Manly was visited and named by Captain Arthur Phillip some time between 21st and 23rd January, 1788. Captain Arthur
Phillip was impressed with the confident and manly behaviour of the Aboriginal people of the Cannalgal and Kayimai
clans who waded out to his boat in North Harbour when he was exploring Port Jackson in January 1788. He gave the
name Manly Cove to the place where they first met but its exact location is uncertain.
Manly remained isolated for many years. It was a long and ardious journey, crossing Sydney harbour by punt at
North Sydney or The Spit, or a land journey of 120km - through Parramatta, Hunter's Hill, Lane Cove and
There was a very small population which was able to eke out a living from fishing or farming when Henry Gilbert
Smith, the founder of the village, arrived in 1853.
In June 1855, Henry Gilbert Smith wrote to his brother in England "the amusement I derive in making my improvements
in Manly is, no doubt, the cause of my greater enjoyment, in fact I never feel a dull day while there. I should
long ere this have been with you if it had not been for this hobby of mine, in thinking I am doing good in forming
a village or watering place for the inhabitant of Sydney".
He purchased large tracts of land with the vision of Manly, with its splendid ocean beach and sheltered sandy
coves, becoming 'the favourite resort of the Colonists'. He initiated a ferry service, built hotels and donated
land for schools and churches. He also built a camera obscura, a maze and a stone kangaroo to attract visitors. He
laid out a grand plan for Manly but changed this later to a more pragmatic design with smaller blocks of land
The name of Sydney Road has a history as long and tortuous as the road itself. The then unnamed route was first
surveyed by William Govett who was appointed assistant surveyor in the NSW Surveyor-General’s Department in 1827.
In November 1829, Govett wrote to Surveyor-General Mitchell: “Having left ‘Barrenjoey’ it is my intention to work
my way back to North Head taking in as I proceed all the Country between the Main Ridge and theSea Coast agreeable
to your memorandum on my plan.”
On 13 January 1830, Govett sent Mitchell the map of his route. He had explored and surveyed “Pitt Water Range”
(later Mona Vale Road) and “North Head Range” (later the route of Forest Way, the Wakehurst Parkway between Frenchs
Forest and Seaforth, and Sydney Road between Seaforth and Manly). No roads were made or named although indigenous
tracks may have traversed parts of these ridge-tops.
The 1890s Depression brought Sydney Road’s slow development to a halt. While a number of families moved in and out,
the total number of households in Sydney Road remained almost unchanged between 1894 and 1899 (Sands’ directory of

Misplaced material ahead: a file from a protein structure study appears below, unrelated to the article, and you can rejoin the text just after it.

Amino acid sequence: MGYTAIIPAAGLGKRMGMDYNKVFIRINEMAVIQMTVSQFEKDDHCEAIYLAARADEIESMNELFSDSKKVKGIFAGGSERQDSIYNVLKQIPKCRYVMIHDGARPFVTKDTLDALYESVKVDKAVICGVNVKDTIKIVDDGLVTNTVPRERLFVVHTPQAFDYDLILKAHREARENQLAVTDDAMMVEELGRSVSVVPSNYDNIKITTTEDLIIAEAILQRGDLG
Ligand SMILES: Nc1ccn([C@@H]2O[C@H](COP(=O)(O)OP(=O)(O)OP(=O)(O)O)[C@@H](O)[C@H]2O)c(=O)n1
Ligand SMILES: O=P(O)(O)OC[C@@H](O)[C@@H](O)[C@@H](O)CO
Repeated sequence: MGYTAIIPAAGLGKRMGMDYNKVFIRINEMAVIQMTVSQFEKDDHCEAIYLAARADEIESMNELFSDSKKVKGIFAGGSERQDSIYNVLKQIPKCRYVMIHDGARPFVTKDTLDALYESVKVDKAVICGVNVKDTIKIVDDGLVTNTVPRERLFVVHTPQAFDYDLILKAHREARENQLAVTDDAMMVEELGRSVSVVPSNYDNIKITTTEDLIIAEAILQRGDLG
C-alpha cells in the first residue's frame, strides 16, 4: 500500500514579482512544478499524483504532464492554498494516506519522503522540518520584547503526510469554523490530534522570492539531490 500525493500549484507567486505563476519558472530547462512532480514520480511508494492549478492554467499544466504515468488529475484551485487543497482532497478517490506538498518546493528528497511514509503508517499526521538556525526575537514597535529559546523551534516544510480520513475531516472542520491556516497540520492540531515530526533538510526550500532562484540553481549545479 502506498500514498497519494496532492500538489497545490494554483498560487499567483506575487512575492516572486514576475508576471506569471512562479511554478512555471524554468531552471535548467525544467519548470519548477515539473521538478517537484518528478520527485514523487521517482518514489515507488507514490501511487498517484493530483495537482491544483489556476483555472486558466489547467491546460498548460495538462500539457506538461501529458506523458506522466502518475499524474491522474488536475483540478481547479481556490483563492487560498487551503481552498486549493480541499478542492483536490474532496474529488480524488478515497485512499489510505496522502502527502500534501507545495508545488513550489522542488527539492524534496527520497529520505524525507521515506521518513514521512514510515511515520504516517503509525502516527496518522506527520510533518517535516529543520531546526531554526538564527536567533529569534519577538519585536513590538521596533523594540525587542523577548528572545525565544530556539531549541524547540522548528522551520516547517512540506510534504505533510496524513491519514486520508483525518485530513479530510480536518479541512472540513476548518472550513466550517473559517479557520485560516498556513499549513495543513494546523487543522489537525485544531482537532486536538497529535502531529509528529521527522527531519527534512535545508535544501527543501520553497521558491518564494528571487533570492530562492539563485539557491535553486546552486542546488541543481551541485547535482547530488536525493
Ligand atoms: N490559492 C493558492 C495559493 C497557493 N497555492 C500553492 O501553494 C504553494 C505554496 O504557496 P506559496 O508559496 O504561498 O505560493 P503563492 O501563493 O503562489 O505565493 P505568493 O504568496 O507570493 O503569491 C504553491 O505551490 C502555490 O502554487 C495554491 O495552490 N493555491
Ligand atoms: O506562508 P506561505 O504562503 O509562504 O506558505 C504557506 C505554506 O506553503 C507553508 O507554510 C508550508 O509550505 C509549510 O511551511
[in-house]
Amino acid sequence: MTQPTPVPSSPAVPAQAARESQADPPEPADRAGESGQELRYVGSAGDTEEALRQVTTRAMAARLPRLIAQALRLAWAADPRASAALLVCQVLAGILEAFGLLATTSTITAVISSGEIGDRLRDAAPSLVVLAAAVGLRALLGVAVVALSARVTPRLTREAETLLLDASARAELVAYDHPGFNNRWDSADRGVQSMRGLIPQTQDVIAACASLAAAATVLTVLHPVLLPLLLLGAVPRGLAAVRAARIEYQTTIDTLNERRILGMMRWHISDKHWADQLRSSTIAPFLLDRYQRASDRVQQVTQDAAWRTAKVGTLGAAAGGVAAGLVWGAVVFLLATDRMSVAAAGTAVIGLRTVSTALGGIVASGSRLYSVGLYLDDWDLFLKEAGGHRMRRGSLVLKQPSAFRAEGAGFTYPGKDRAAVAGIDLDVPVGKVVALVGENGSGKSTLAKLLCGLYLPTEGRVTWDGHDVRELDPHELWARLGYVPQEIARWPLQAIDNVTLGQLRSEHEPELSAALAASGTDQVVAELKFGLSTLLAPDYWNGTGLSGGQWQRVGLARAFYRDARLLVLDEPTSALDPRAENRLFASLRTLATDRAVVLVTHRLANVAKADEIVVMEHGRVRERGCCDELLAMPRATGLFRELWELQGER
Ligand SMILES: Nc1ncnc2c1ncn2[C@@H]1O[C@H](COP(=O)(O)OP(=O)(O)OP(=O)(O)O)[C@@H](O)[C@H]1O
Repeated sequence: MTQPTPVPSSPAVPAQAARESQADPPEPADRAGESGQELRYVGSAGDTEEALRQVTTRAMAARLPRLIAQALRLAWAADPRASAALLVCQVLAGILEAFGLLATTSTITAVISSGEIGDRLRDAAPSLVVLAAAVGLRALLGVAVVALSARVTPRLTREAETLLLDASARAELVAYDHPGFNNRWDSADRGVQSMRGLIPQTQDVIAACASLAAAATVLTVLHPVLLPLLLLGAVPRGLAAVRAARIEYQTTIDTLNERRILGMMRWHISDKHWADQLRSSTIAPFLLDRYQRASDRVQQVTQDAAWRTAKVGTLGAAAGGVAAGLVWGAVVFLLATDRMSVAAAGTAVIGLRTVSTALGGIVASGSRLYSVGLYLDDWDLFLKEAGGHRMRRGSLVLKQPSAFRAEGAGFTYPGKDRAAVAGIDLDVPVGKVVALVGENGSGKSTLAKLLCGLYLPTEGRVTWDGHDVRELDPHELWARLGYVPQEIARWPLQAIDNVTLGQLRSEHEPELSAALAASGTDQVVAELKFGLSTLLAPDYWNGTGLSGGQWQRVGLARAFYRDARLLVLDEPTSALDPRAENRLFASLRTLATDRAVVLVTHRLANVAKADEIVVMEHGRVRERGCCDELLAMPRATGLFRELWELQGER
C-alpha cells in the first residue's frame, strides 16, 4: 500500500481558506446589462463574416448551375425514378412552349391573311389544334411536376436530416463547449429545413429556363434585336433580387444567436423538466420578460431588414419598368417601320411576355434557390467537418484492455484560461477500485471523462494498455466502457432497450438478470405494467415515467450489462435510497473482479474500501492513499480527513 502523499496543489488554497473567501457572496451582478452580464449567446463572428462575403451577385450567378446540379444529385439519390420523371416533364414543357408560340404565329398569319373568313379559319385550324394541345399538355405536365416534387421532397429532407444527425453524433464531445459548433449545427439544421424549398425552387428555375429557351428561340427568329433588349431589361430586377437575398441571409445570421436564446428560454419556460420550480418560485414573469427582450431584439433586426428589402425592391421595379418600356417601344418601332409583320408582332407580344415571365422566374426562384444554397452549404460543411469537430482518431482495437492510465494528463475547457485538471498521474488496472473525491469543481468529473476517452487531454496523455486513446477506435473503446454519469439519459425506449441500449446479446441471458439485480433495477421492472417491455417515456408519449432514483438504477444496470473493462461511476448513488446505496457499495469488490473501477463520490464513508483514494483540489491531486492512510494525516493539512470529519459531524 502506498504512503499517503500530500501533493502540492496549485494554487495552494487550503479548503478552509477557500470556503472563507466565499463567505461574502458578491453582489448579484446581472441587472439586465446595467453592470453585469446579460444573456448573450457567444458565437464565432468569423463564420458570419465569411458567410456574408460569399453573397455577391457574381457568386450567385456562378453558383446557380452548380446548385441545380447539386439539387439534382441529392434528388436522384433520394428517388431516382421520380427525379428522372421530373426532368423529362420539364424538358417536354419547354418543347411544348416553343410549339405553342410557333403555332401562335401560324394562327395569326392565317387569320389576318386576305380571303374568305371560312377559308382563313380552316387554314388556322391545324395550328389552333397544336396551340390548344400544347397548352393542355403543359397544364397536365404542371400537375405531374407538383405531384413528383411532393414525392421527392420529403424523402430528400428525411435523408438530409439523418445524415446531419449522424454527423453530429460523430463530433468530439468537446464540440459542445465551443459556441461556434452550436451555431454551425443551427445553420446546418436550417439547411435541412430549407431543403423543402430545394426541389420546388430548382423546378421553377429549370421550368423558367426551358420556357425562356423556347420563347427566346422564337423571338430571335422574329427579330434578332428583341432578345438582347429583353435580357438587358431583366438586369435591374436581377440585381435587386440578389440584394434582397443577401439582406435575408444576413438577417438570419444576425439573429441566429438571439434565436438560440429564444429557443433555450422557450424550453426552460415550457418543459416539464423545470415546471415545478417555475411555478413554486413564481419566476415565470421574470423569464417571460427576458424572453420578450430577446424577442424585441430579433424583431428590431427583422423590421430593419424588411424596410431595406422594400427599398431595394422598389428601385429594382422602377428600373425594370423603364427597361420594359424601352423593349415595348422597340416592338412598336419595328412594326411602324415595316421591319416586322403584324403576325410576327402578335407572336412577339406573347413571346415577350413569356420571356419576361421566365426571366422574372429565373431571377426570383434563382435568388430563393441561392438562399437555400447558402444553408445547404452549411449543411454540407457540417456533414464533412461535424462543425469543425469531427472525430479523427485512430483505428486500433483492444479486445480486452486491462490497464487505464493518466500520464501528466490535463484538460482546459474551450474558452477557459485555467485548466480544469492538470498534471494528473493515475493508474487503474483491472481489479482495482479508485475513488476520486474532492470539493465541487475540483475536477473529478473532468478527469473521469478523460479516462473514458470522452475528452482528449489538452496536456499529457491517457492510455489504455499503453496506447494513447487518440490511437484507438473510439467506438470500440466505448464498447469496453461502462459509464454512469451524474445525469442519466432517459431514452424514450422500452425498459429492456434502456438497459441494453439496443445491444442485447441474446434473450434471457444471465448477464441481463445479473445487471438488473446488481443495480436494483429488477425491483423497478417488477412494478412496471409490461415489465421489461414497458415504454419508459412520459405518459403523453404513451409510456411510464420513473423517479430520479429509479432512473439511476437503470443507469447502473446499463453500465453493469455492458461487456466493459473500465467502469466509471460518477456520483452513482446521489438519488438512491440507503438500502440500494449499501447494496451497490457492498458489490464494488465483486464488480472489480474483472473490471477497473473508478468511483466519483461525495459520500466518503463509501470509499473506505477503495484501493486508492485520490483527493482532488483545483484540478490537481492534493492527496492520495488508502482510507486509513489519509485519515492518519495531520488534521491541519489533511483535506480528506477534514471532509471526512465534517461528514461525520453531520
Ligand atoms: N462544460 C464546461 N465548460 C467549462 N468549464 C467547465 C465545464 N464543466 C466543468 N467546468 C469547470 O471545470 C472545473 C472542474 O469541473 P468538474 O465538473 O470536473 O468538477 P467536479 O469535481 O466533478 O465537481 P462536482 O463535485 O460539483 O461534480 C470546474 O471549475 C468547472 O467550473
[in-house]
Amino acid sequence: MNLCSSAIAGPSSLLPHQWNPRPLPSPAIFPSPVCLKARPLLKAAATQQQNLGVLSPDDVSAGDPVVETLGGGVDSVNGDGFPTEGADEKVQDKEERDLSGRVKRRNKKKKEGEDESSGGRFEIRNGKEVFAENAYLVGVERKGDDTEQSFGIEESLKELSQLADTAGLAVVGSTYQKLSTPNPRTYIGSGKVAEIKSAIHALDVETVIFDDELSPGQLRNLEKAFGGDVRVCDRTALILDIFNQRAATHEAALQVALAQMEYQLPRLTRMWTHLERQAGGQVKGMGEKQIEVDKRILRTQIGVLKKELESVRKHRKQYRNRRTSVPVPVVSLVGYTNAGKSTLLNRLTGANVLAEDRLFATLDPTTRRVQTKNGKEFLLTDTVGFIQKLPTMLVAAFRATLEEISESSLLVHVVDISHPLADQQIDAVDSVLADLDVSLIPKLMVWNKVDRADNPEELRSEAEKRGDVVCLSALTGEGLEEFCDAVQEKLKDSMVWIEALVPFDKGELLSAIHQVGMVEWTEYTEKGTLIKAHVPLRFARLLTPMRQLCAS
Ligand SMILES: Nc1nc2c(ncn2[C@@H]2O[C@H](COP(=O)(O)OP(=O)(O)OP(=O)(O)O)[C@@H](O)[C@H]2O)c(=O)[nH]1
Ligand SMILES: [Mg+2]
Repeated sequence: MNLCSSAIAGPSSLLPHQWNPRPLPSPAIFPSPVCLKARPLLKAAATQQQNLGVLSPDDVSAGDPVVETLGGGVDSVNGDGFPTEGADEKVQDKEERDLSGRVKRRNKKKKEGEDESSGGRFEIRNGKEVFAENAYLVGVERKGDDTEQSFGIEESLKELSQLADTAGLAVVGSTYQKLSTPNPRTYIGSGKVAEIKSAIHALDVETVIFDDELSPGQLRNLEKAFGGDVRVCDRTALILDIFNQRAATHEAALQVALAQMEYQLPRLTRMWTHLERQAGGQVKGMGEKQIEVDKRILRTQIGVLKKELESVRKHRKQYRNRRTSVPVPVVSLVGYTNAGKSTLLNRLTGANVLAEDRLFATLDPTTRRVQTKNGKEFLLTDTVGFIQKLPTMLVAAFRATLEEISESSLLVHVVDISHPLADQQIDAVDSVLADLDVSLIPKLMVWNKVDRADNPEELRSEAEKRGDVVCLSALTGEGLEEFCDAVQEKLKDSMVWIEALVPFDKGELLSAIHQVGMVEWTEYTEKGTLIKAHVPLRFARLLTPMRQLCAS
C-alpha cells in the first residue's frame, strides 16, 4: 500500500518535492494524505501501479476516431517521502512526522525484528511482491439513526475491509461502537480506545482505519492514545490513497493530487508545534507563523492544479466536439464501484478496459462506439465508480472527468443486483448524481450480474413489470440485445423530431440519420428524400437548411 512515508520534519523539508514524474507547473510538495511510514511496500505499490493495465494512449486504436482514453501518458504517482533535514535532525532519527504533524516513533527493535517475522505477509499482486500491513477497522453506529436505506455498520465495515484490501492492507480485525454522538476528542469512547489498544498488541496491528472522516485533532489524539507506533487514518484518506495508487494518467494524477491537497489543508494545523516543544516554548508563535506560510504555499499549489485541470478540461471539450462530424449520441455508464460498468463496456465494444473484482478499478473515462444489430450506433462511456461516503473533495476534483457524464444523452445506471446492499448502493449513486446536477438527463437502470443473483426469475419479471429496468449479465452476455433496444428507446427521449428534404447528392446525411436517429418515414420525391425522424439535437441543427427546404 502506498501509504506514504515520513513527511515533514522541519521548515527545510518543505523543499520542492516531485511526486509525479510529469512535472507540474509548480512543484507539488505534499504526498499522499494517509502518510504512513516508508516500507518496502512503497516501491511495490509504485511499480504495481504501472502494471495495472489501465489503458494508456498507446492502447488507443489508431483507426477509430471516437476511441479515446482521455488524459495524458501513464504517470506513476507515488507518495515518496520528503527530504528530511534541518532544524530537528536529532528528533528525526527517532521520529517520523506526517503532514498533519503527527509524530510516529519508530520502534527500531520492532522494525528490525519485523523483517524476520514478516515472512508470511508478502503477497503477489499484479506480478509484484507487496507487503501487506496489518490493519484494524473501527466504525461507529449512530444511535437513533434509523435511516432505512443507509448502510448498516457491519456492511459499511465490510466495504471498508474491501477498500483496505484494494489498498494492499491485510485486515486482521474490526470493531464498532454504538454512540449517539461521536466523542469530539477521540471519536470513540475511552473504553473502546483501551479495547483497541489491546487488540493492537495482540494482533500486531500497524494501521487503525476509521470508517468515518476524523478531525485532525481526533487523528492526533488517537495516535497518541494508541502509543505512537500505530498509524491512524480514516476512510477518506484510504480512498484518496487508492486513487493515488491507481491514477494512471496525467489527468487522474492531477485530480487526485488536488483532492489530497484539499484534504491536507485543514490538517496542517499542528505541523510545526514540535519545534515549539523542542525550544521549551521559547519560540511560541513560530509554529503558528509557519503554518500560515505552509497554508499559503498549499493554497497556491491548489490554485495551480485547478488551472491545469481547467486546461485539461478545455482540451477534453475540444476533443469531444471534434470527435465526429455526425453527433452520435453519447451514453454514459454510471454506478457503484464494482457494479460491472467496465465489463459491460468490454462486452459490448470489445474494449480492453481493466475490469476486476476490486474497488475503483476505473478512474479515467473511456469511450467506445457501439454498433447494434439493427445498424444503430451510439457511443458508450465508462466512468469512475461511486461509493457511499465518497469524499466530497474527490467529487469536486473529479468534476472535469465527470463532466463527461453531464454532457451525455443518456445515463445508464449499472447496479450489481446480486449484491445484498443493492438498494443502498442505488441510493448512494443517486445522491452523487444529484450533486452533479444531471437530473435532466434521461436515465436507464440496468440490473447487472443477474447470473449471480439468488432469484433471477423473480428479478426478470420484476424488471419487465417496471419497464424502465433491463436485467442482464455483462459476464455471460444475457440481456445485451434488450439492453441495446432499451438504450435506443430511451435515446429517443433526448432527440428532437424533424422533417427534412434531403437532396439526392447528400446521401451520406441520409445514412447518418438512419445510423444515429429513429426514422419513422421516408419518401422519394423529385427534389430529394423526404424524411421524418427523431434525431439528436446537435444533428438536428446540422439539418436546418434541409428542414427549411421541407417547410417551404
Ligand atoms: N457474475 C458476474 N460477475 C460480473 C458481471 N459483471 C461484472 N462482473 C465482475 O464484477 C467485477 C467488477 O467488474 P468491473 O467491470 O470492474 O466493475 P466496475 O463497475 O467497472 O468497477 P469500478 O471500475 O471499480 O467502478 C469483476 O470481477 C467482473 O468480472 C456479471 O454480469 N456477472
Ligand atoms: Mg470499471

1895-1900). Mrs McGaw’s The Castle (formerly Dalley’s Castle) was now listed in Sydney Road. Otherwise John
Paxton’s Altamira on the scenic crest of Thornton’s Hill opposite what is now Crescent Street, was the first house
between what is now Belgrave Street, Manly and the current Fairlight shops. Altamira’s site on the south side of
Sydney Road is now occupied by a 1940s? block of flats of the same name.
Businessman H W Wardle erected in Ivanhoe Park a large pavilion left over from the international exhibition held in
Sydney in 1870.1 The pavilion was used for dances, picnics and church outings in the 1870s. However, it is not
known when the area was first referred to as Ivanhoe Park, or who named it; it is possible that Henry Gilbert
Smith, the founder of Manly, chose the name; Ivanhoe is a novel by Sir Walter Scott with associations with the
Midlands of England (as had H G Smith), and something about it may have taken Smith’s fancy
The Ivanhoe Park Hotel was erected on the land in 1875, and in 1880 the park was bought by hotelier Thomas Adrian,
who, however, failed to pay the cost. The park was vested in the Queen on 17th December 1883.3 Throughout the 1870s
and 1880s it was used for sports and picnics. Manly Cricket Club laid down its first wicket there – the Club was
formed in 1878 – and Manly Lawn Tennis Club was using it from 1884
In 1883 the land came under threat from developers, and Charles Hayes, who was then Mayor of Manly, bought up the
land then sold it to the NSW Government at cost price, £7300, on condition it was made into a park for Manly. The
Council were appointed as trustees, and finally acquired the land in September 1887. On 1 December 1887 the
Government officially informed Manly Council that the control of all public reserves at Manly was now vested in
Manly Council. The Council was permitted to charge for admission to a portion of Manly Park from that date, with
the proceeds to be devoted wholly to the improvement of the Park. The old hotel was used as council chambers from
1884 to 1909.
During the 1880s and 1890s, the Manly Wildflower Shows were held in Ivanhoe Park, raising hundreds of pounds for
local churches and for improvements to the park, but the cause of great damage to native flora. The first
Wildflower Show was held in the pavilion in the park in October 1881. The pavilion was demolished in 1893, and
future shows were held in temporary marquees, the last being in 1899.
Blasting removed some of the rocky area in the 1890s, drainage took place, and in 1904 there were further
alterations and improvements. In 1910 trees were cleared from one side of the park to make room for the Spit tram
route. By 9th January 1911, the tramway from the Spit to Manly was completed, and the first tram travelled along
Sydney Road via a horseshoe curve between Crescent and George Streets, skirting the western and northern boundaries
of Ivanhoe Park before reaching level terrain in Raglan Street, where Mrs Griffith, the wife of the Minister for
Works, cut the ceremonial ribbon. A crossing loop was laid in the park, and the tracks were laid with ten feet
centres to allow one foot clearance between the footboards of the passing cars.